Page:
Summer Energy Efficiency Tips
Steps to help lower your bill when temperatures start rising!
Set your air conditioner thermostat at 78ºF (or even higher if you can bear it) and bump it up to 85ºF when you leave for an extended period of time. Setting the thermostat higher will keep your HVAC unit from working as hard to overcome outside temperatures.
Replace filters on a monthly basis. Have your HVAC unit servied regulary. If your unit is more than 10 years old and it has difficulty keep your home at the set temperature, have it checked. You might find that it is time to replace it with a new unit with a higher SEER rating (higher efficiency.)
Operate your dryer and dishwasher at night on hot days and let your dishes air dry. Avoid heat-generating incandescent lighting and use a microwave, toaster oven or outdoor grill instead of the oven when possible. It's best to avoid the use of major appliances between 2 and 8 p.m. Why? Appliances generate heat - which your cooling unit must overcome.
Set your water heater to 120ºF.
Close blinds and windows during the day and keep them open at night.
Window, ceiling and whole-house fans are also low-cost ways to keep your home a little cooler. Set ceiling fans to blow COUNTER-CLOCKWISE (as you look up at the fan). This will push the airflow downward, blowing it across your skin and giving you a "wind chill" effect that makes the room temperature feel cooler.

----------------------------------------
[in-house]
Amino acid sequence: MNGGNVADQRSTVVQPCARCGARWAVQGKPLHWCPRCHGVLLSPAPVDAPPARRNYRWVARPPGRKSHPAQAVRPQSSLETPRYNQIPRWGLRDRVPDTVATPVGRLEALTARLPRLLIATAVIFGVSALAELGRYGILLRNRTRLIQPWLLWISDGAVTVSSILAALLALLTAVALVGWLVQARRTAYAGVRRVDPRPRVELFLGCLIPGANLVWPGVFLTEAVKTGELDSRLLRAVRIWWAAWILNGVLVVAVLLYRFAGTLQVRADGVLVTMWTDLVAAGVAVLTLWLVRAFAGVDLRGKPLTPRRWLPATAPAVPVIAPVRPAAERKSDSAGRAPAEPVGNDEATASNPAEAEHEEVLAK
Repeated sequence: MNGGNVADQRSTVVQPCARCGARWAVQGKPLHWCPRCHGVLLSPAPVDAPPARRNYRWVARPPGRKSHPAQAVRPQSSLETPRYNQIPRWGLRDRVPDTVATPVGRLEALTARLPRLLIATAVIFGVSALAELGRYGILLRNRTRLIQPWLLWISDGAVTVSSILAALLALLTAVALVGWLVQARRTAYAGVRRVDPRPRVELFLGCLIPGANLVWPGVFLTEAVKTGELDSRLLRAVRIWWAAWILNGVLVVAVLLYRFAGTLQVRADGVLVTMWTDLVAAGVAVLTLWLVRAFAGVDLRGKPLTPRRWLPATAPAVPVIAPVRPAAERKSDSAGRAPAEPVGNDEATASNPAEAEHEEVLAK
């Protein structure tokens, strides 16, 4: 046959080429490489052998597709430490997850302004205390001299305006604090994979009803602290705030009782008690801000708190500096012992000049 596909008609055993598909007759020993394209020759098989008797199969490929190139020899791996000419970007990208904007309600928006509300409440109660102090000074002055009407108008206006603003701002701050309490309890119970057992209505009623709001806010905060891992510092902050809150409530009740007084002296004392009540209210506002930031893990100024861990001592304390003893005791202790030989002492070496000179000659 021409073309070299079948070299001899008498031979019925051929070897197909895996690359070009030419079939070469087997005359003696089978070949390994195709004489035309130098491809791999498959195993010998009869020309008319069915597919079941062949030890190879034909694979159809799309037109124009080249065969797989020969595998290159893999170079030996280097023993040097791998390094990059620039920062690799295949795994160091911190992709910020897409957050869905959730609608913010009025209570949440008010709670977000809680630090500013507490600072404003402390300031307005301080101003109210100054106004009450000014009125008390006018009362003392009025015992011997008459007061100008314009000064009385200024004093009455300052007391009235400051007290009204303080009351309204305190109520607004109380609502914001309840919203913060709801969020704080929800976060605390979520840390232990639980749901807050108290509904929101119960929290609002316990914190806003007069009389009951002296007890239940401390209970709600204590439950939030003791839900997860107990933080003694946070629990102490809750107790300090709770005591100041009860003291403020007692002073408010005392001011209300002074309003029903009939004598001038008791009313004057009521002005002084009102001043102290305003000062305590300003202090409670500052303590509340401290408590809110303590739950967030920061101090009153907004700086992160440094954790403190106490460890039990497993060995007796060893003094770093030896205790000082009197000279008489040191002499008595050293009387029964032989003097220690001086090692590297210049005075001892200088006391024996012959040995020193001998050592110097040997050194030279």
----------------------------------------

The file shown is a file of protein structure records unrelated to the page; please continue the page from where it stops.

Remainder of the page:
Use a power strip to turn off multiple electronic devices when not in use. (TVs, DVD players, etc.)
Wash and dry only full loads. (Don't overload your washer or dryer but it takes about the same amount of electricity to wash and dry a single items vs. a full load.)
Inspect doors and windows for gaps or cracks around the casings. Especially in older homes, settling can cause gaps to form around windows which leads to cooling loss during the summer. A little caulk can go a long way in improving this situation.
If you are in an older home and have single pane windows, consider either replacing your windows with double pane windows or at least installing storm windows.
Have a certified HVAC technician inspect your home's ductwork for leaks. Sealing ductwork leaks can keep the cooler from escaping before it gets into your house.
Insulate your water heater. A water jacket heater not only makes your water hear function more efficiently, it keeps the unit from generating additional heat that your cooling unit must overcome.
Finally, while it may not lower your electric bill, always stay hydrated! Drink lots of water and if you begin to feel faint or dizzy, get to a cool place immediately.
For more information:
Joe Holmes, Communications and Public Relations Coordinator